The expectations of pre-retirees aren't all that realistic, concluded a new Nationwide survey of U.S. adults age 50 and older.
In fact, survey respondents believe they'll get more from their retirement savings and from Social Security than is actually possible.
That’s a problem for investment advisors, who have enough challenges tamping down the unrealistic expectations of clients heading into retirement. Those advisors face an uphill climb in snapping retirement clients back to reality.
According to the Nationwide report, pre-retirees expect they’ll receive $1,578 or more in Social Security payments every month. Americans in retirement right now receive less - $1,487 per month.
Additionally, pre-retirees believe they’ll spend the bulk of their post-career income on housing and food. But the reality is that current retirees spend most of their money on health care needs.
“The sad fact is that most people don't want to deal with reality,” said Ilene Davis, an investment advisor with Financial Independence Services in Cocoa, Fla. “If they talk to a financial advisor that tries to force it, many will go where they are told what they want to hear.”
Consequently, the big question for advisors is how can they curb unrealistic expectations on their retirement savings, and when should they act when clients refuse to remove their rose-colored glasses?
“I’d start with a comprehensive financial plan – it’s an excellent starting point for defining goals and determining needs in retirement,” said Aaron Milledge, co-founder of Targeted Wealth Solutions in Erie, Colo.
The collaboration between an advisor and client is “important to generate realistic assumptions at the very outset of retirement planning,” he explained.
This initial process of defining goals and outlining a desired lifestyle in retirement may be the first opportunity for an advisor to steer a client back to a more realistic outcome.
Another good idea – use images to introduce “realism” to planning efforts.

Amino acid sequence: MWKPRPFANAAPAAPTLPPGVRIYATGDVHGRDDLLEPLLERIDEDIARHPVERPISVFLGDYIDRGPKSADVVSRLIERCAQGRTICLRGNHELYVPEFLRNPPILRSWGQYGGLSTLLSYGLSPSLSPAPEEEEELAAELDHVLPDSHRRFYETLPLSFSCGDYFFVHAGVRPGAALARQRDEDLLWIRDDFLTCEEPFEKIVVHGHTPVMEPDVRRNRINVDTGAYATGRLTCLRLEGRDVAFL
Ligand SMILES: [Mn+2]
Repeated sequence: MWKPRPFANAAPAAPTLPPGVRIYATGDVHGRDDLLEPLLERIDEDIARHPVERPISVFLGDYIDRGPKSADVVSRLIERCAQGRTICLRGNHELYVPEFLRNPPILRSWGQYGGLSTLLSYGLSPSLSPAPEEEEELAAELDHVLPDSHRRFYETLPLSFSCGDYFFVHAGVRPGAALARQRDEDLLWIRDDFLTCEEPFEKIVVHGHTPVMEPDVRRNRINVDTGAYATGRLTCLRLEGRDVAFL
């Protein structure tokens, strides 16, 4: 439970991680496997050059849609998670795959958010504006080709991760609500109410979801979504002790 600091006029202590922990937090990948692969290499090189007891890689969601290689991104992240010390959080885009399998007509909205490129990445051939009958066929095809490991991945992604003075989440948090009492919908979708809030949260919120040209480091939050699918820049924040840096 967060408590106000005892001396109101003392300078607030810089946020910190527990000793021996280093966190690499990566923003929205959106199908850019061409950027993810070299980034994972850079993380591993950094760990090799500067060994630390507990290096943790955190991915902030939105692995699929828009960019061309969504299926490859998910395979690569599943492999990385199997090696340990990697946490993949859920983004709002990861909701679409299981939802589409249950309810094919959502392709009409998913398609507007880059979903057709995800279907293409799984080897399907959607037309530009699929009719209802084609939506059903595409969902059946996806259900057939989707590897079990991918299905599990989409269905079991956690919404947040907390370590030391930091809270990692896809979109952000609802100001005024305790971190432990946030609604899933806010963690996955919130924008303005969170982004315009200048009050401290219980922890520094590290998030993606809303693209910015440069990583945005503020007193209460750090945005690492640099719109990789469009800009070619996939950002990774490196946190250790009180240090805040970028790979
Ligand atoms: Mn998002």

“Illustrations are powerful tools to show clients an expected terminal value of their portfolio or a level of spending they'll be able to achieve in retirement,” Milledge said.
Additionally, advisors must be careful to use appropriate assumptions as far as capital markets and expected returns are concerned, Milledge advised.
“This creates a need for dialogue between the advisor and client to discuss the pain points of modeling future asset returns,” he said. “The client needs to understand that the reality of the market is often far removed from the well-behaved nature of academia.”
Money managers can also have their clients “test” themselves for retirement income needs, using Social Security as a benchmark.
“One of the keys to retirement income planning is to determine your retirement income gap,” said Colin B. Exelby, founder of Celestial Wealth Management in Towson, Md.
The difference between your income from Social Security and pensions and your living expenses is the number to focus on, Exelby explained.
To create a realistic retirement plan, advisors first need to perform a Social Security maximization test.
“If you’re client is single, it’s easy,” Exelby said. “Go to SSA.org, log in and find out what your benefits will be. Based on current laws, every year you delay taking Social Security payments, your client’s income increases by roughly 8 percent, and clients should know that.”
If you’re client is married, there are potential maximization options to strategically file and claim your benefits at different ages.
“Don’t forget to perform a similar analysis on pension benefits if your client has them,” Exelby said.
Once you determine what your client’s guaranteed income would be in retirement, then project your client’s annual expenditures.
“Old rules of thumb are to take 80 percent of your last five years average working salary,” Exelby said. “But rather than using a rule of thumb, track your client’s actual expenses for an extended period of time, and then make assumptions about which ones will increase (like health care costs) and which will decrease.”
Your client’s accumulated savings will have to fund the income gap.
“It’s generally accepted that spending 4-to-5 percent of your accumulated savings annually is a reasonable expectation if invested in a balanced portfolio,” Exelby said. “The more of that gap you can cover with low-risk investments, the better you – and your client - should be able to sleep at night.”
By and large, an advisor shouldn't just tell a client that their retirement dreams are impossible to reach.
“Instead, advisors should work with clients to develop solutions, contingency plans, and adjust spending and lifestyle expectations so that a client approaches retirement well-informed and with the highest probability for success,” Milledge said.
Brian O'Connell is a former Wall Street bond trader, and author of the best-selling books, The 401k Millionaire and CNBC's Guide to Creating Wealth. He's a regular contributor to major media business platforms, including CBS News, The Street.com, and Bloomberg. Brian may be contacted at firstname.lastname@example.org.
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